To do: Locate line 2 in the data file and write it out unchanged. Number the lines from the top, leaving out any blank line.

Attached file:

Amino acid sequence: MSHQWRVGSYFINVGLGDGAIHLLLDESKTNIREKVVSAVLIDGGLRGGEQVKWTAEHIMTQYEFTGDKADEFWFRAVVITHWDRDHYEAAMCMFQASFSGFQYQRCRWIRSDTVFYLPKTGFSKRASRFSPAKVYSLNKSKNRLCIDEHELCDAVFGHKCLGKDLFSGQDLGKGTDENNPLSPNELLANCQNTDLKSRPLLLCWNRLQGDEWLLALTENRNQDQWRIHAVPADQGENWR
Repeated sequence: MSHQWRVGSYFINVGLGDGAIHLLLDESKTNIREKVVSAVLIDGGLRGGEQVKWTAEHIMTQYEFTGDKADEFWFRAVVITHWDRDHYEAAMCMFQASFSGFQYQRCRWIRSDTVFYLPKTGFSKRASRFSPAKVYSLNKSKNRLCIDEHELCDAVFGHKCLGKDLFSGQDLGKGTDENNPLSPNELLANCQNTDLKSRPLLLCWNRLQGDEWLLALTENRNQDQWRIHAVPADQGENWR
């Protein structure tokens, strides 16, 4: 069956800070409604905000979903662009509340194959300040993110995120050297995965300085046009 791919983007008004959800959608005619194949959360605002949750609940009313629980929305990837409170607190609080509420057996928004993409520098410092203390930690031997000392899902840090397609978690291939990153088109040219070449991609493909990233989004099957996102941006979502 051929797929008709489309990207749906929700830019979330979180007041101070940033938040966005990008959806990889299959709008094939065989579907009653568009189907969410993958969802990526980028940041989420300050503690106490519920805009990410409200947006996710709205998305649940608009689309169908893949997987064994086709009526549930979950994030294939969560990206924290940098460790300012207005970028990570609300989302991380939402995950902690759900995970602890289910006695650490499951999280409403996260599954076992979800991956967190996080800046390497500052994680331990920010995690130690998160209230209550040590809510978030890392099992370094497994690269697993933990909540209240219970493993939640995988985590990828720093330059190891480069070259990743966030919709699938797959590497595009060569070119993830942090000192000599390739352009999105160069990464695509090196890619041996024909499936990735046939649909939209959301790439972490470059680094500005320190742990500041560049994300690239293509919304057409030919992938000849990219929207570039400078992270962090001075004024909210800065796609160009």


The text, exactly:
Repeated sequence: MSHQWRVGSYFINVGLGDGAIHLLLDESKTNIREKVVSAVLIDGGLRGGEQVKWTAEHIMTQYEFTGDKADEFWFRAVVITHWDRDHYEAAMCMFQASFSGFQYQRCRWIRSDTVFYLPKTGFSKRASRFSPAKVYSLNKSKNRLCIDEHELCDAVFGHKCLGKDLFSGQDLGKGTDENNPLSPNELLANCQNTDLKSRPLLLCWNRLQGDEWLLALTENRNQDQWRIHAVPADQGENWR